A 70-minute video of Afghanistan Taliban training exercises released in 2017 appears to show a fighter with a FN SCAR (Special Operations Forces Combat Assault Rifle) 7.62mm rifle. Other fighters are recorded carrying M4 and M16 assault rifles. (Screenshot via Al Emarah Studio)
Pentagon officials could be responsible for up to 50,000 publicly accessible websites, according to Stars & Stripes, which is both hilarious and extremely disturbing when you consider that this is the same Pentagon that once claimed it could keep track of every rifle fielded to partner forces in Syria.
Stars & Stripes' Chad Garland reports that acting Defense Media Activity chief Army Col. Paul Haverstick told a town hall of public affairs employees that the Pentagon runs an "undefined" family of websites estimated at "between 2,000 and 5,000" total, even though the DMA officially maintains around 825.
"There's just that many and we don't know where to begin," Haverstick said, per Garland. "It's an elephant and we're the size of a fly."
To be clear: lol. A 2016 investigation into 14 years of Pentagon weapons contracts by the weapons proliferation non-profit Action on Armed Violence revealed that of the nearly 1.5 million firearms the Pentagon provided to security forces — including 978,000 M16 and M4 assault rifles — DoD officials only had records for around 700,000 weapons, or 48% of the total small arms detailed in open source U.S. government reports.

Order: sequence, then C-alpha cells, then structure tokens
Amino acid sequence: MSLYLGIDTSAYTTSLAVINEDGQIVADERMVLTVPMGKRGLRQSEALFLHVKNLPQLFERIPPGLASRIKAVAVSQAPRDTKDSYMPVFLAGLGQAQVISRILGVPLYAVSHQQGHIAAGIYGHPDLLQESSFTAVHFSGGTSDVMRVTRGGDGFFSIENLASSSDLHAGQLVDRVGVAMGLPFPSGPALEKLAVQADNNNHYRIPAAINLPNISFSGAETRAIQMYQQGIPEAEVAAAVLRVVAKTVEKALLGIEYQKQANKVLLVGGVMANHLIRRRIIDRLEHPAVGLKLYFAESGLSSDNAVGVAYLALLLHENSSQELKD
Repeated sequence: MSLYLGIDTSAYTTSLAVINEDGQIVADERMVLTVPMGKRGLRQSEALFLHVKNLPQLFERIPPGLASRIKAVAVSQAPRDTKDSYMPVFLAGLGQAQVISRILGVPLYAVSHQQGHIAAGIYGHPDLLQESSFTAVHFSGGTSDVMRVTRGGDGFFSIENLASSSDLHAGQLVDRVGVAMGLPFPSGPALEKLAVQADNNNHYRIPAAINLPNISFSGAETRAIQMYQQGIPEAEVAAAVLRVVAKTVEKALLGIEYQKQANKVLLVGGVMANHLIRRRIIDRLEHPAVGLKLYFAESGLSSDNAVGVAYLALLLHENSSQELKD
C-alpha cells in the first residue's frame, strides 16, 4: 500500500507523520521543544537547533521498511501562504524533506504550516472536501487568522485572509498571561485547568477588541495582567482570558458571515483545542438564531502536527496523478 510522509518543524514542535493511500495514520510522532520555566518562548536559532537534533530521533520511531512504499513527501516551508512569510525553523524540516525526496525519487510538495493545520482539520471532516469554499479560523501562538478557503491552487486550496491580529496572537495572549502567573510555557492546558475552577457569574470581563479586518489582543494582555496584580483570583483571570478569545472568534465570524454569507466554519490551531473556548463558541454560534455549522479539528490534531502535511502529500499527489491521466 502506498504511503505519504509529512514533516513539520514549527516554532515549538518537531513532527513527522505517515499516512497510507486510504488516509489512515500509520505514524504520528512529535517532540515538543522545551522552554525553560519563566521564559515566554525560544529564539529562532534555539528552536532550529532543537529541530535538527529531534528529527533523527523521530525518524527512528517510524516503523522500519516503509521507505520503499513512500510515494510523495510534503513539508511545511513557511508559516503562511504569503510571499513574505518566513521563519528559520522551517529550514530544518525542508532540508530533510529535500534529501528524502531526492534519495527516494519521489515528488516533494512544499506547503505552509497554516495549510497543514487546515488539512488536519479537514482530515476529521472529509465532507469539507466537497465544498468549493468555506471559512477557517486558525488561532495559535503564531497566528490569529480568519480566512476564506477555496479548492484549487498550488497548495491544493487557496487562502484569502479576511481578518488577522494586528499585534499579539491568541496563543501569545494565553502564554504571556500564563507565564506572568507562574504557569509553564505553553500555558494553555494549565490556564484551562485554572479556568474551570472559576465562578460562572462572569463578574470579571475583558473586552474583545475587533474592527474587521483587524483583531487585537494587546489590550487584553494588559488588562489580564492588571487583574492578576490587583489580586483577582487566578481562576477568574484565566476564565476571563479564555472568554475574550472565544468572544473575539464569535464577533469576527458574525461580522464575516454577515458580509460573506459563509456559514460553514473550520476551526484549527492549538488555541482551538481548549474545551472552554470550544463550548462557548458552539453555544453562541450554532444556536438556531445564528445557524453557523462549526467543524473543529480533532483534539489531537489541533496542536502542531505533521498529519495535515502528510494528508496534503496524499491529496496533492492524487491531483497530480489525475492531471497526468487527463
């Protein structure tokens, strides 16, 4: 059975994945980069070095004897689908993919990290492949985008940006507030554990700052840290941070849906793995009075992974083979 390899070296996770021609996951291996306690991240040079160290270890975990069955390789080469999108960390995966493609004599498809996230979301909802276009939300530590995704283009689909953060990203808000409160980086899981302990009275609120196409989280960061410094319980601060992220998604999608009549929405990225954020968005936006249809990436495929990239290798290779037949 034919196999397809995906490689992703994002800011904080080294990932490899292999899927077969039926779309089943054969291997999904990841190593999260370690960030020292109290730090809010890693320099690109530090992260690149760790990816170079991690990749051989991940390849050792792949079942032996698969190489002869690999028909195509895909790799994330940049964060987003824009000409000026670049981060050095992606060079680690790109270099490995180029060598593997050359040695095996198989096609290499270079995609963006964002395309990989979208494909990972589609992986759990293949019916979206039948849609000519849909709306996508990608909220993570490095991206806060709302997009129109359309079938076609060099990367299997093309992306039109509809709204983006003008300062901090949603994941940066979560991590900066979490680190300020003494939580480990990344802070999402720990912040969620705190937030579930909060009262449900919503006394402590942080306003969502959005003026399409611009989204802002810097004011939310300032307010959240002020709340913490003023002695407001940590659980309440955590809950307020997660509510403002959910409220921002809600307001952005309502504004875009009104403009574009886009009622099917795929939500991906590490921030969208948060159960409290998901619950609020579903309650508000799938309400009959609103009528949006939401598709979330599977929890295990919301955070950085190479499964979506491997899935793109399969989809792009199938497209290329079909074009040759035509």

And unfortunately, it's not like these missing guns are some small price to pay in the course of building up local security forces. A May 2018 Government Accountability Office assessment of the $4.1 billion Global Train and Equip found that in only 8 out of 21 training-and-equipping projects executed in 2016 and 2017 did partner nations experience an improved capacity, while " only some of the remaining 13 projects produced some positive results."
Websites are easy to track and inventory; firearms a little bit harder. If the DoD can't even bother keeping a close eye on the former, how are we ever to believe they can do so for the latter?
Rebekah "Moani" Daniel and her husband Walter Daniel. (Walter Daniel/Luvera Law Firm)
The Supreme Court on Monday denied a petition to hear a wrongful death case involving the controversial Feres Doctrine — a major blow to advocates seeking to undo the 69-year-old legal rule that bars U.S. service members and their families from suing the government for injury or death deemed to have been brought on by military service.
FORT IRWIN, California -- Anyone who's been here has seen it: the field of brightly painted boulders surrounding a small mountain of rocks that symbolizes unit pride at the Army's National Training Center.
For nearly four decades, combat units have painted their insignias on boulders near the road into this post. It's known as Painted Rocks.